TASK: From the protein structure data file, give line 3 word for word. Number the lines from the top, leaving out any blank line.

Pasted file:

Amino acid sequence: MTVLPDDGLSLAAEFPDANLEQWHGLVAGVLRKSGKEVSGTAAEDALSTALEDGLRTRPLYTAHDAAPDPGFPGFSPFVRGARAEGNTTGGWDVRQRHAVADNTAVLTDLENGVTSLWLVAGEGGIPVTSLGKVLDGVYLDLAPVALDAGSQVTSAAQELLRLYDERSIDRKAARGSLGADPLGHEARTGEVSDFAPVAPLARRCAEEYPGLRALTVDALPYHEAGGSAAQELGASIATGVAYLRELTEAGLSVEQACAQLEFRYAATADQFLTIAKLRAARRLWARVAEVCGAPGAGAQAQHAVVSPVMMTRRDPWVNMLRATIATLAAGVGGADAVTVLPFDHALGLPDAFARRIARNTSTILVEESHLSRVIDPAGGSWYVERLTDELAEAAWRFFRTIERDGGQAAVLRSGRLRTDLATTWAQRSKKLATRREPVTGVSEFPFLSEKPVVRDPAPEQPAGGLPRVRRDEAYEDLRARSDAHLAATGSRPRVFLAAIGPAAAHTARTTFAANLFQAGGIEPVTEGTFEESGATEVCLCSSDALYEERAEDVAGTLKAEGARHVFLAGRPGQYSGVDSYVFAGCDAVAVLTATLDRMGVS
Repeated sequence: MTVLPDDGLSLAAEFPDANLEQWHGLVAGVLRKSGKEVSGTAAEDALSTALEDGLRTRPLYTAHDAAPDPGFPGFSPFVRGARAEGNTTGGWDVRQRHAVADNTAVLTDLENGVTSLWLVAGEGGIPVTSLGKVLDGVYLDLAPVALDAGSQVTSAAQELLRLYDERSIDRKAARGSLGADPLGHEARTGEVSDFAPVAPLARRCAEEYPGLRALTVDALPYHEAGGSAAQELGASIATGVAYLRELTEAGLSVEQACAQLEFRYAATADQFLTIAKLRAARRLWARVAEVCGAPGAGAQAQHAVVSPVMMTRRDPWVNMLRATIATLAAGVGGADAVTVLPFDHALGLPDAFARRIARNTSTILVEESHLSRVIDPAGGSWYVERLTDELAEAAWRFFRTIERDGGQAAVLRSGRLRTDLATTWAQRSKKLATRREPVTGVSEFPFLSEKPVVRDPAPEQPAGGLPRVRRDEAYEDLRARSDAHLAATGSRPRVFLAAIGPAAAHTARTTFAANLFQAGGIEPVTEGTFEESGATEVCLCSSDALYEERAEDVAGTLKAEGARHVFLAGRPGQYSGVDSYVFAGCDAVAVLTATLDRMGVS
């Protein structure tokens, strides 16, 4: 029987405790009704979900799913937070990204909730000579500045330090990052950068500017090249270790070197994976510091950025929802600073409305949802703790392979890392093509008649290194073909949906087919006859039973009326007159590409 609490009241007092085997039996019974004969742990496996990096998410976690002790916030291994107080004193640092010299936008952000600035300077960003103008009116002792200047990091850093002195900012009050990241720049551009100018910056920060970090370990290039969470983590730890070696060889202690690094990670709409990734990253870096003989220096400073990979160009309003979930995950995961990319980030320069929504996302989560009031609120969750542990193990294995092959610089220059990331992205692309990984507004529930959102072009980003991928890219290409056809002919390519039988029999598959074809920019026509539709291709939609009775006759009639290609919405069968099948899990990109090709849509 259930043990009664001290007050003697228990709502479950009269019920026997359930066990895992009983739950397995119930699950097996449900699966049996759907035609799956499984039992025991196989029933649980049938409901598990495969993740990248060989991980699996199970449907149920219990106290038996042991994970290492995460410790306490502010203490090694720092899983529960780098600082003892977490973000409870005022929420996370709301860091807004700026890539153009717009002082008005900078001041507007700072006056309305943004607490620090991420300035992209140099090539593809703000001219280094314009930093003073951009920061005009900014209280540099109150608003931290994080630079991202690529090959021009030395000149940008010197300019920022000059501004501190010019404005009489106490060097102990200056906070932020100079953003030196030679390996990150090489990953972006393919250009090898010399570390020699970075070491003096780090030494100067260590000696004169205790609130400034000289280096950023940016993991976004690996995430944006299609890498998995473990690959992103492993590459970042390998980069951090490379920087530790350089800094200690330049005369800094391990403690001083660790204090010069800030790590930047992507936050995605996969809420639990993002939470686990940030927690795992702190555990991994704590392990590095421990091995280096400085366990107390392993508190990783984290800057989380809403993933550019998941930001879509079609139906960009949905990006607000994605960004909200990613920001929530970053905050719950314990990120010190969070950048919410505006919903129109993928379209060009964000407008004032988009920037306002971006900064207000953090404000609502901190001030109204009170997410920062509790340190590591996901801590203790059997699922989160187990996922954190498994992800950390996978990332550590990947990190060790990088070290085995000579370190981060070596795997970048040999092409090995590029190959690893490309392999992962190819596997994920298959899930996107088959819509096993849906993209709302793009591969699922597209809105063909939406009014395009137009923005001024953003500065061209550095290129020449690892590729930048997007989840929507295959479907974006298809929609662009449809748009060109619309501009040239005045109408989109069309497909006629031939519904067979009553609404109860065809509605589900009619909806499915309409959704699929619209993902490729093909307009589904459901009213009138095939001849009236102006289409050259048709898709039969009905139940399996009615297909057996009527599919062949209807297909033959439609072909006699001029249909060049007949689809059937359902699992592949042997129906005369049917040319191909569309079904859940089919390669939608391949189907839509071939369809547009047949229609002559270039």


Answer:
């Protein structure tokens, strides 16, 4: 029987405790009704979900799913937070990204909730000579500045330090990052950068500017090249270790070197994976510091950025929802600073409305949802703790392979890392093509008649290194073909949906087919006859039973009326007159590409 609490009241007092085997039996019974004969742990496996990096998410976690002790916030291994107080004193640092010299936008952000600035300077960003103008009116002792200047990091850093002195900012009050990241720049551009100018910056920060970090370990290039969470983590730890070696060889202690690094990670709409990734990253870096003989220096400073990979160009309003979930995950995961990319980030320069929504996302989560009031609120969750542990193990294995092959610089220059990331992205692309990984507004529930959102072009980003991928890219290409056809002919390519039988029999598959074809920019026509539709291709939609009775006759009639290609919405069968099948899990990109090709849509 259930043990009664001290007050003697228990709502479950009269019920026997359930066990895992009983739950397995119930699950097996449900699966049996759907035609799956499984039992025991196989029933649980049938409901598990495969993740990248060989991980699996199970449907149920219990106290038996042991994970290492995460410790306490502010203490090694720092899983529960780098600082003892977490973000409870005022929420996370709301860091807004700026890539153009717009002082008005900078001041507007700072006056309305943004607490620090991420300035992209140099090539593809703000001219280094314009930093003073951009920061005009900014209280540099109150608003931290994080630079991202690529090959021009030395000149940008010197300019920022000059501004501190010019404005009489106490060097102990200056906070932020100079953003030196030679390996990150090489990953972006393919250009090898010399570390020699970075070491003096780090030494100067260590000696004169205790609130400034000289280096950023940016993991976004690996995430944006299609890498998995473990690959992103492993590459970042390998980069951090490379920087530790350089800094200690330049005369800094391990403690001083660790204090010069800030790590930047992507936050995605996969809420639990993002939470686990940030927690795992702190555990991994704590392990590095421990091995280096400085366990107390392993508190990783984290800057989380809403993933550019998941930001879509079609139906960009949905990006607000994605960004909200990613920001929530970053905050719950314990990120010190969070950048919410505006919903129109993928379209060009964000407008004032988009920037306002971006900064207000953090404000609502901190001030109204009170997410920062509790340190590591996901801590203790059997699922989160187990996922954190498994992800950390996978990332550590990947990190060790990088070290085995000579370190981060070596795997970048040999092409090995590029190959690893490309392999992962190819596997994920298959899930996107088959819509096993849906993209709302793009591969699922597209809105063909939406009014395009137009923005001024953003500065061209550095290129020449690892590729930048997007989840929507295959479907974006298809929609662009449809748009060109619309501009040239005045109408989109069309497909006629031939519904067979009553609404109860065809509605589900009619909806499915309409959704699929619209993902490729093909307009589904459901009213009138095939001849009236102006289409050259048709898709039969009905139940399996009615297909057996009527599919062949209807297909033959439609072909006699001029249909060049007949689809059937359902699992592949042997129906005369049917040319191909569309079904859940089919390669939608391949189907839509071939369809547009047949229609002559270039």